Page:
“@JDoerer_11 stepped up in a big moment tonight and made the game winner,” ND special teams coordinator Brian Polian tweeted after the game. “I am so proud of him for preserving through some hard times. He prepared himself for this moment.” 

Doerer struggled at the end of the 2020 season. He missed five of his final nine field goal attempts in the last five games. 

Analysis: Five plays that defined Notre Dame's 41-38 overtime victory at Florida State

Reuters 06 September, 2021 - 03:42am

Hamilton covered the last 20 yards from the near hash marks to the sideline while the pass was in the air. Without Hamilton’s heroics, the pass should be completed to running back Jashaun Corbin, who was wide open after running by defensive end Justin Ademilola and cornerback Cam Hart, for a big gain and quite possibly a touchdown. 

But this new feature in the South Bend Tribune isn’t meant to identify the most incredible plays. The goal is to underline the game’s five defining plays.  

The Kevin Austin Jr. who repeatedly made plays in Notre Dame practices finally showed up in a game after a two-year absence from suspension and injuries. 

Three plays after the senior wide receiver started the drive with a 29-yard reception from quarterback Jack Coan, Austin beat cornerback Travis Jay deep for a 37-yard touchdown on third-and-1. Coan looked Austin’s way immediately at the snap and lofted a perfectly placed ball deep enough for Austin to run underneath it and outside enough for Jay to be stuck in a defenseless position. 

“He basically had a one-on-one opportunity,” Coan said of Austin. “I always trust Kevin to get over the top on that. I trusted him and he made a great play.” 

The passing game carried the night for Notre Dame’s offense. Coan finished 26-of-35 passing (74.3%) for 366 yards and four touchdowns with one interception. Austin caught four of those passes for 91 yards and the touchdown that sparked a third-quarter surge of 21 points. 

Notre Dame’s defensive front put pressure on Florida State quarterback Jordan Travis all night. He was sacked four times, but even more often he was able to scramble away from pressure to extend the play. 

That’s exactly what he did early in the fourth quarter to complete an eight-yard touchdown pass to wide receiver Andrew Parchment. On third-and-goal, Travis sprinted to his left looking to make a quick throw, but he decided against letting it rip. 

Travis put enough heat on the pass to prevent Hart from making a play on the ball through Parchment. 

“He’s probably one of the shiftier players we’ve played since I’ve been here,” Hamilton said of Travis, who finished 9-of-19 passing (47.4%) for 130 yards and two touchdowns with three interceptions. Travis also rushed for nine net yards (40 gained and 31 lost) with a two-yard rushing touchdown. 

Milton, who needed nearly three years to recover from a gruesome knee injury at UCF in late 2018, showed little rust in his return to game action. The graduate transfer completed a 22-yard pass on his first play, but the most important throw came later in the drive.  

Facing third-and-11 at Notre Dame’s 20-yard line, Milton delivered a 15-yard completion to wide receiver Keyshawn Helton. Defensive tackle Jayson Ademilola brought pressure in Milton’s face, but he stood in the pocket, let the pass go before Ademilola could hit him and put the ball high enough to float over leaping linebacker Bo Bauer. 

Helton caught the pass in front of cornerback TaRiq Bracy to set up a two-yard touchdown run for running back Treshaun Ward. The Seminoles cut Notre Dame’s lead to 38-35 with 5:36 left and seemed to be aligning a storybook ending for Milton. 

Notre Dame had a chance to ice the game away with a three-point lead, possession with 5:36 remaining and a five-yard gift when defensive tackle Robert Cooper was flagged for being offside.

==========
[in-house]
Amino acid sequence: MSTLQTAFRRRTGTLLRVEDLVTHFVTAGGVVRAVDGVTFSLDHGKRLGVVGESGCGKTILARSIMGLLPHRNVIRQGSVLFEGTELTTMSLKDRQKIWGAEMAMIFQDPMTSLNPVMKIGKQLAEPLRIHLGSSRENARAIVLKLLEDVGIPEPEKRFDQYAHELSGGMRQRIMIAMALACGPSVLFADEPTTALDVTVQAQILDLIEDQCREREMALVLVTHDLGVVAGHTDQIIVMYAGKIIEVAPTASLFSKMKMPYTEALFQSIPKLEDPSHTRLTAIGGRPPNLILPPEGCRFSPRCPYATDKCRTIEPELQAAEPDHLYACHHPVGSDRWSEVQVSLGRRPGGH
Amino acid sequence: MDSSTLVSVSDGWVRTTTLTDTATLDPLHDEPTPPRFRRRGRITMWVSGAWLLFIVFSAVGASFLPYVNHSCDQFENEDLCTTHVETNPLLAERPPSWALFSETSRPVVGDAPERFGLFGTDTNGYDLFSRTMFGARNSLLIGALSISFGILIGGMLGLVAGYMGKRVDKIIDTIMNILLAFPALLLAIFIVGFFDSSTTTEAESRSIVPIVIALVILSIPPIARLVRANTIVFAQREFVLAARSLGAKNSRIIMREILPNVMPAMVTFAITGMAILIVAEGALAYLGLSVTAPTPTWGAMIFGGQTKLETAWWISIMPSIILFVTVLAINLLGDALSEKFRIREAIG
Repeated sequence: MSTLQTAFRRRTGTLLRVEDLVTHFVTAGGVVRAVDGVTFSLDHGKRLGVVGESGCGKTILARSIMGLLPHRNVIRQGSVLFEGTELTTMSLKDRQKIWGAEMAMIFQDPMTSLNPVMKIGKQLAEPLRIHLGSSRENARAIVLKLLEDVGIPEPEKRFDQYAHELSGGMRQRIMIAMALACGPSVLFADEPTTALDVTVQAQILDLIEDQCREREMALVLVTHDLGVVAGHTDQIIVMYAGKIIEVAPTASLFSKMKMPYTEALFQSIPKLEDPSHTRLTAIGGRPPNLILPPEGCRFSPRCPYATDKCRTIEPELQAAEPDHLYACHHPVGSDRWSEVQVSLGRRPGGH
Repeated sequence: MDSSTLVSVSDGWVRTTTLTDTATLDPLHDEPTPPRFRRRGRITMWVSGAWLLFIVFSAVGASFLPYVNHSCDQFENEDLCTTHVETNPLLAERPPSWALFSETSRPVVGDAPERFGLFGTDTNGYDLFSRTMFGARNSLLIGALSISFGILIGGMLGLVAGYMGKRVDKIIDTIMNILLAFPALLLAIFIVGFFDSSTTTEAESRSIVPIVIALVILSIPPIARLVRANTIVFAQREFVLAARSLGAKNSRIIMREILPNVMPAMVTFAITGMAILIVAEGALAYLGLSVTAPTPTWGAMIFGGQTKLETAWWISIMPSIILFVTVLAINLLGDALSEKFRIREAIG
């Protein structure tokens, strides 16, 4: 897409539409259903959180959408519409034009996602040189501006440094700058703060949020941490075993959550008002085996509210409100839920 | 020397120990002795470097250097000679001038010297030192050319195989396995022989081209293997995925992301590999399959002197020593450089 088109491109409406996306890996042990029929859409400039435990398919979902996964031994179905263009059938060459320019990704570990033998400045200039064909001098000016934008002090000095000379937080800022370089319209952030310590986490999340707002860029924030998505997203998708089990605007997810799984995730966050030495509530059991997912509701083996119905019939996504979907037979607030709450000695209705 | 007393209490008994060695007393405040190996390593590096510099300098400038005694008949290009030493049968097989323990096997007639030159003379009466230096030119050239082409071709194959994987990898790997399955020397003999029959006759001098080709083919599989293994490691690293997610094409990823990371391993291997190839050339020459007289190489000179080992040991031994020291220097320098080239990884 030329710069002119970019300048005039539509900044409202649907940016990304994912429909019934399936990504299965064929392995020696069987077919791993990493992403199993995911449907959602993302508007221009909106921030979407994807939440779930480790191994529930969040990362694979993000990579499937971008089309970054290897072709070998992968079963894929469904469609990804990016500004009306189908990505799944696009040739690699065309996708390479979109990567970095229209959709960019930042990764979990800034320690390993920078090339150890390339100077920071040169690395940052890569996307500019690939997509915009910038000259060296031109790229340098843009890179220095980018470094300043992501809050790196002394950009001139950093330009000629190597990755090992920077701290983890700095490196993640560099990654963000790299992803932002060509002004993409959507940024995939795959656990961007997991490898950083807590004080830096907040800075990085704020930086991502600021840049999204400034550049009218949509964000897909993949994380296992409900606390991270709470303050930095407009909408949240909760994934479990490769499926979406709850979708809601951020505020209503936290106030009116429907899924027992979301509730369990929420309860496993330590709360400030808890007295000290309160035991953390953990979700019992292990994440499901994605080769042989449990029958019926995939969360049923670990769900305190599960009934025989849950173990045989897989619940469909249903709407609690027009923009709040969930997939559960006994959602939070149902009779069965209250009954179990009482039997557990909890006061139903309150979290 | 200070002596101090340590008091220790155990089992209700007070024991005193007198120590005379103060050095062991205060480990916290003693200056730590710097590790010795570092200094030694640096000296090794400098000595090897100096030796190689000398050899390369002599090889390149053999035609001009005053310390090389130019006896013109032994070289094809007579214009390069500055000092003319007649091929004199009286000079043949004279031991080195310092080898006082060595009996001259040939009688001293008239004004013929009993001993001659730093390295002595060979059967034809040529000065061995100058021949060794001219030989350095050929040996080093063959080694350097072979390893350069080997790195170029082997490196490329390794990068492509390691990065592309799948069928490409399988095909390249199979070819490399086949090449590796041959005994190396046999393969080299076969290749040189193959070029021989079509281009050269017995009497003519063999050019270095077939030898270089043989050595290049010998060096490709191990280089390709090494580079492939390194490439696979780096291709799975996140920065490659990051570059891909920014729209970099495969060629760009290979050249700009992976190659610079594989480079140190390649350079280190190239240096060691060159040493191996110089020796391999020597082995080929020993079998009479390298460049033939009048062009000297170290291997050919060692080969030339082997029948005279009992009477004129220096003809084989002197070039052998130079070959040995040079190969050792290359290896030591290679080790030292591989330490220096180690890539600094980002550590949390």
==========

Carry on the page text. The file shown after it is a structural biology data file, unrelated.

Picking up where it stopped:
But a first-and-5 ended with a fourth-and-11 when Coan was sacked by defensive end Keir Thomas on third-and-4. Notre Dame abandoned the run following a one-yard gain for running back Kyren Williams on first down. Tight end Michael Mayer dropped a pass from Coan on second down. Then Coan was overwhelmed on third down. 

Coan dropped back with the pocket collapsing around him. Hoping to escape, he tried to scramble left just as Thomas broke free from left tackle Michael Carmody, who replaced an injured Blake Fisher. Thomas engulfed Coan for the sack and forced the Irish to punt with a little more than four minutes remaining in regulation. 

“We were first-and 5. They get an offside. We have to convert that,” said Notre Dame head coach Brian Kelly. “We had two opportunities. Now, our eyes were in the wrong place. We were running double slants on the back side, and Jack misread the coverage and there's some growing pains there. We just didn't execute the way we needed to late in the game.  

“We'll take that and have to build off some of those things. We were still committed to the run. We just need to be better at it. We just weren't as good at running the football tonight that we need to be. You're not going to get by running for 65 yards. That's not good enough." 

A game littered with big plays came down to the kickers. 

Notre Dame’s Jonathan Doerer won the battle by drilling a 41-yard field goal to end the first overtime and give the Irish a 41-38 victory. 

Doerer didn’t let a Florida State timeout prior to the attempt to change the outcome. The same couldn’t be said for Florida State kicker Ryan Fitzgerald. The Seminoles ended their overtime possession with Fitzgerald missing a 37-yard attempt wide left.  

Florida State essentially iced Fitzgerald by calling timeout to challenge the ruling of a Milton fumble on third down. But the timeout came so close to the start of the play, the snap was made and Fitzgerald hit a 50-yard attempt that didn’t count. 

Milton’s play was overturned and ruled an incomplete pass to move Fitzgerald 13 yards closer, but it didn’t help. 

Both Doerer and Fitzgerald made their only field goal attempts in regulation: Doerer hit a 48-yarder in the second quarter and Fitzgerald tied the game at 38 with a 43-yard make with 40 seconds remaining in the fourth quarter. 

“@JDoerer_11 stepped up in a big moment tonight and made the game winner,” ND special teams coordinator Brian Polian tweeted after the game. “I am so proud of him for preserving through some hard times. He prepared himself for this moment.” 

Doerer struggled at the end of the 2020 season. He missed five of his final nine field goal attempts in the last five games.